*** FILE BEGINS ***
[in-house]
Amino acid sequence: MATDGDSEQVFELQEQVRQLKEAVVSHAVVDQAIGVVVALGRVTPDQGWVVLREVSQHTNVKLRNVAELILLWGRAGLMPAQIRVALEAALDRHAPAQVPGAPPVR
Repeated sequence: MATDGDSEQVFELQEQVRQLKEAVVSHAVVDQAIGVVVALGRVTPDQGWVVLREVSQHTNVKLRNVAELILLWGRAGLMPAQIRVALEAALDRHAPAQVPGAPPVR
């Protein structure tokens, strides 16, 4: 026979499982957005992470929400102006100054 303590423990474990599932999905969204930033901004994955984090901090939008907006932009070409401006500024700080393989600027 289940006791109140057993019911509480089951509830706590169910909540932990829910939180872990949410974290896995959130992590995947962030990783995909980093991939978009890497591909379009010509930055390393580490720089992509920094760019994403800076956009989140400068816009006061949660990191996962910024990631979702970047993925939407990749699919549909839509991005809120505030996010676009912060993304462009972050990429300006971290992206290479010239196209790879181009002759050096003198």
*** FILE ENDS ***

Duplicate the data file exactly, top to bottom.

[in-house]
Amino acid sequence: MATDGDSEQVFELQEQVRQLKEAVVSHAVVDQAIGVVVALGRVTPDQGWVVLREVSQHTNVKLRNVAELILLWGRAGLMPAQIRVALEAALDRHAPAQVPGAPPVR
Repeated sequence: MATDGDSEQVFELQEQVRQLKEAVVSHAVVDQAIGVVVALGRVTPDQGWVVLREVSQHTNVKLRNVAELILLWGRAGLMPAQIRVALEAALDRHAPAQVPGAPPVR
């Protein structure tokens, strides 16, 4: 026979499982957005992470929400102006100054 303590423990474990599932999905969204930033901004994955984090901090939008907006932009070409401006500024700080393989600027 289940006791109140057993019911509480089951509830706590169910909540932990829910939180872990949410974290896995959130992590995947962030990783995909980093991939978009890497591909379009010509930055390393580490720089992509920094760019994403800076956009989140400068816009006061949660990191996962910024990631979702970047993925939407990749699919549909839509991005809120505030996010676009912060993304462009972050990429300006971290992206290479010239196209790879181009002759050096003198």